It’s a very well-known phenomenon: women being taken advantage of at an auto mechanic shop, only to bring along a male with her the next time to ensure they take her seriously. It’s frustrating to think that in some of these cases familiar to many women, it takes having to add a man into the equation for a mechanic to look at her as an equal (if that), and this is not a problem not only limited to taking your car to a mechanic.
One woman, tired of being scammed and treated like she did not know the ins and outs of a car, decided to embark on a career change in order to change this industry status-quo and help other women. Philadelphia native Patrice Banks, 36, quit her fortune 500 job she had had for 12 years to become a mechanic. 2011 was the year she made a drastic life and career change, and in 2013 launched a business called Girls Auto Clinic.
Patrice told Mic.com in an interview that it was her long-standing interest in female empowerment that pushed her to do this.
“I had my own house, my own car. My girlfriends were the same: They were very independent, but still we didn’t know how to do things like fixing a toilet, investing our money or jumping a car,” she said.
After asking her Facebook friends what their biggest knowledge gap was and getting an almost unanimous answer regarding car maintenance, she experienced an “ah-ha!” moment when she learned she couldn’t even find a female mechanic in the Philadelphia area to help her and her girlfriends out.
Patrice earned her mechanic’s license, and then started offering workshops for women around car maintenance. Each workshop costs $25 and they run from April to November, mostly because they are held outside and the other months it is far too cold in Philadelphia to do this. Patrice teaches the women to distinguish between different types of fluid based on their color, the importance of an oil change, and has a table full of auto parts to educate women on what each one is, and what it should look like if it needs to be changed out.
“Next time a mechanic tells you you need one of these replaced, you can say, ‘Show me,'” she says to women.
The women who attend the workshops are given information about on parts such as brake pads, rotors, air filters, shocks and more, and told what they should cost, what they do, and how often they should be replaced.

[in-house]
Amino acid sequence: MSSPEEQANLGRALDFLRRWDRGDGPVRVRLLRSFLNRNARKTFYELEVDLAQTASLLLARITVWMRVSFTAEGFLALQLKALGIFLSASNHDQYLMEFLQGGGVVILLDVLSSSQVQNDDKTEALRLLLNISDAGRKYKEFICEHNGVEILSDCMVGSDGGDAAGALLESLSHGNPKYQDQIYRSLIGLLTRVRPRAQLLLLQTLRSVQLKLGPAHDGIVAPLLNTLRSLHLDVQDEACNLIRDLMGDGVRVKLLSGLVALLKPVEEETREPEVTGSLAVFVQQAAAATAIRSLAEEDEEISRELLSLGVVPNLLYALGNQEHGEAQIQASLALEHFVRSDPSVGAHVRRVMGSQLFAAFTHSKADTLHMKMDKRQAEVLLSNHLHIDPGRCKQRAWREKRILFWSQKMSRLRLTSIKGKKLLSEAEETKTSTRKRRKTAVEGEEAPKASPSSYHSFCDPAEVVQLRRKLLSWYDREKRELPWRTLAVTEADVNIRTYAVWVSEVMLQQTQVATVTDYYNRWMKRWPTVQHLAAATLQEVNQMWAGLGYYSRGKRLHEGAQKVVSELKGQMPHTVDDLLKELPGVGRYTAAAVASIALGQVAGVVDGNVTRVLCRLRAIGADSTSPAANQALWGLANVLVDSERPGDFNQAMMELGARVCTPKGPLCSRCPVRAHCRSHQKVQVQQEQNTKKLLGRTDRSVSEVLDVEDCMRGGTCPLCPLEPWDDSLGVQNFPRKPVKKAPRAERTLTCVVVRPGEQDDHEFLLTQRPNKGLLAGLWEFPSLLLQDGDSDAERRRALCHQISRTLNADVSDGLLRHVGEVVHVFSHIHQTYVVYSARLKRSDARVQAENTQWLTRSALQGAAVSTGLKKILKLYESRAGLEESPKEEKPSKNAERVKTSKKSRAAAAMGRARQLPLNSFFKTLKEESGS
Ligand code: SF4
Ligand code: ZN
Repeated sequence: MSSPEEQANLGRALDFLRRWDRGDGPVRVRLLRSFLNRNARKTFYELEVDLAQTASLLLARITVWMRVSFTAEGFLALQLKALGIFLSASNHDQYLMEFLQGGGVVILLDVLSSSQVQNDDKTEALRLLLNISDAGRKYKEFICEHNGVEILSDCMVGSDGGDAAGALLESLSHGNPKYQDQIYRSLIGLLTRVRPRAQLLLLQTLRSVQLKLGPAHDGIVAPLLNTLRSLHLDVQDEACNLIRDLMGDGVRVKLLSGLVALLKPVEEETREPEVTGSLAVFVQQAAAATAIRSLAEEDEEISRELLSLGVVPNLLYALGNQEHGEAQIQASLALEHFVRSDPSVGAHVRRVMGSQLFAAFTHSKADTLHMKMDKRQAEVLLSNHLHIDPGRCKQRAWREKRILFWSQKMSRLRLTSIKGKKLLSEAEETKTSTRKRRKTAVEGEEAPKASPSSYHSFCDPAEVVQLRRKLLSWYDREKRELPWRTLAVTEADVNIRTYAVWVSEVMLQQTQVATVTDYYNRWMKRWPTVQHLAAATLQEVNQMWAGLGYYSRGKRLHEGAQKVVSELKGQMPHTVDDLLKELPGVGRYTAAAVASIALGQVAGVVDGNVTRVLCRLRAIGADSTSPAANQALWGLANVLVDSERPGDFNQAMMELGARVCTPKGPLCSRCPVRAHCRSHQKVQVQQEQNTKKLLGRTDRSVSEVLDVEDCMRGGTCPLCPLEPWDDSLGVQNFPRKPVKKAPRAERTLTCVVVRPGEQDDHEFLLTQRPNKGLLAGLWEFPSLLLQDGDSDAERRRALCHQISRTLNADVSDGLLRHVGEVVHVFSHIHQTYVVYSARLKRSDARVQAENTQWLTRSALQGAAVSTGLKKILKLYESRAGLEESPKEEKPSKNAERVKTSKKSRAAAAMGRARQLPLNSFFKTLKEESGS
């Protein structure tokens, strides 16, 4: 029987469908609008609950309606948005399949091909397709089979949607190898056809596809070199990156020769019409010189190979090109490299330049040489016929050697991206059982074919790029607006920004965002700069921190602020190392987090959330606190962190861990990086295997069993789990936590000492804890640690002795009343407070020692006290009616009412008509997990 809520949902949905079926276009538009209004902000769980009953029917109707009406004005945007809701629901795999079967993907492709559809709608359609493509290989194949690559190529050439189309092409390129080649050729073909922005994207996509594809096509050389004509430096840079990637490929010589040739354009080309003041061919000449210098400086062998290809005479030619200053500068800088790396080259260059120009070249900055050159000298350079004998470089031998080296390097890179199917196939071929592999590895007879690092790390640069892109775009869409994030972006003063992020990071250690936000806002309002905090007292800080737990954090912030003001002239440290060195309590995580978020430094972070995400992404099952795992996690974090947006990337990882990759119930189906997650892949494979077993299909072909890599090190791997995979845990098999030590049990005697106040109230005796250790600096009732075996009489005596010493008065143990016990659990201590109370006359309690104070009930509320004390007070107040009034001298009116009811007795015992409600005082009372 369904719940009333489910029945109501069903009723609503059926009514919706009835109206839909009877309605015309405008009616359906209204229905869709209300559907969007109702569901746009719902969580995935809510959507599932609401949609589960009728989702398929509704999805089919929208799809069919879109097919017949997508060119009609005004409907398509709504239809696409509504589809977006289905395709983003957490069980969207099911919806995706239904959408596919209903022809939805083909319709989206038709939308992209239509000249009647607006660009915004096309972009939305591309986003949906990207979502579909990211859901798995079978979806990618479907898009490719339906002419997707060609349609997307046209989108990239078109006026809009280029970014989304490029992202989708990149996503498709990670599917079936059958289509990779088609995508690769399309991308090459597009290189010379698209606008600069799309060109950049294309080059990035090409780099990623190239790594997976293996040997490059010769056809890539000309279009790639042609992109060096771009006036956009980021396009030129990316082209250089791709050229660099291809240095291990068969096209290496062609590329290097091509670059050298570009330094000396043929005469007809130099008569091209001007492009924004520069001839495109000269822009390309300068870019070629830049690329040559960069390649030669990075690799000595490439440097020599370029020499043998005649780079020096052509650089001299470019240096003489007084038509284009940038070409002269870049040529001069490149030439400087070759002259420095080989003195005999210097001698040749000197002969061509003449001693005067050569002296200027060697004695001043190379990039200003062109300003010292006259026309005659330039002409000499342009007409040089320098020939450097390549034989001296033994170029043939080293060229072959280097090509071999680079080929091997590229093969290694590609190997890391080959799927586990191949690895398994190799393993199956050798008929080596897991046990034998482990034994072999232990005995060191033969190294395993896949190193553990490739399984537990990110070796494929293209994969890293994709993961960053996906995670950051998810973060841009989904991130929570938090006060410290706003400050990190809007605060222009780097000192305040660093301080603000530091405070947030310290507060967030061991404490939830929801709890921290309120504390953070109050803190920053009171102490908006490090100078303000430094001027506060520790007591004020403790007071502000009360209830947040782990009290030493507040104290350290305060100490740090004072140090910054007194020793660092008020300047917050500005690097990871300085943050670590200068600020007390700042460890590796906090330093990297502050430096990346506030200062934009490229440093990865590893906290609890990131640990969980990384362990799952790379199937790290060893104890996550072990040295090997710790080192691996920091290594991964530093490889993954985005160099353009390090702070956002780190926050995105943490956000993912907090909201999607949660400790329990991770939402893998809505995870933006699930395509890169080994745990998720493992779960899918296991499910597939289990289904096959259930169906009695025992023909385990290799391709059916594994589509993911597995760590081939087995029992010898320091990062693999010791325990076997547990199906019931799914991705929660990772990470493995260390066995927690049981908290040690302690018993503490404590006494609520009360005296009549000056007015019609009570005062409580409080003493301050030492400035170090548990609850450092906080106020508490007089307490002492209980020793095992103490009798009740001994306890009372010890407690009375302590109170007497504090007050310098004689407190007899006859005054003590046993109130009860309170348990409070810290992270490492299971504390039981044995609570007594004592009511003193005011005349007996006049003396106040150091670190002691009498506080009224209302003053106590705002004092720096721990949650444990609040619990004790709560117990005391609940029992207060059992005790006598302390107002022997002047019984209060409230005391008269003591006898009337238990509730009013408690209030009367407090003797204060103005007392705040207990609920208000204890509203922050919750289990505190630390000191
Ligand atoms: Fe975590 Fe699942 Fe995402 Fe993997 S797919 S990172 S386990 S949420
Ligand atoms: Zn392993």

Since launching her business, which is currently run out of Crest Auto Stores but will be moving to a new location in the fall which will include a space for childcare, a nail salon, and of course car maintenance. And given that she wasn’t able to find any female mechanics before launching Girls Auto Clinic, now that word has started to get around about her business, she has them coming out of the woodwork calling her up wanting to be part of the business.
Susan Sweeney, a certified mechanic for 2 decades who works for a re-manufactured auto parts company, says she immediately wanted to get involved with the Girls Auto Clinic when she heard about it, because she too has been treated like she did know what she was talking about form customers on the phone, despite her qualifications.
“Girls Auto Clinic is a support group reaching out to others who don’t even know there’s a support group out there. We’re letting other people know that we exist and saying, ‘We know you’re out there: Come to us. We can be here for you’,” she said.
Susan will be joining the GAC as a “shecanic” in the fall when the new location opens. Another woman, technician Cirina Johns, is moving from New Jersey to join the GAC because she struggled for years to gain the same type of respect in the industry and was sick of being treated like she couldn’t handle the same work as men.
Although some may think the idea of a “girls club” mechanic and using a term like “shecanic” may be patronizing, it is simply a way for Patrice’s mission to stand out and show women in her area that auto maintenance should not be an area they feel intimidated about.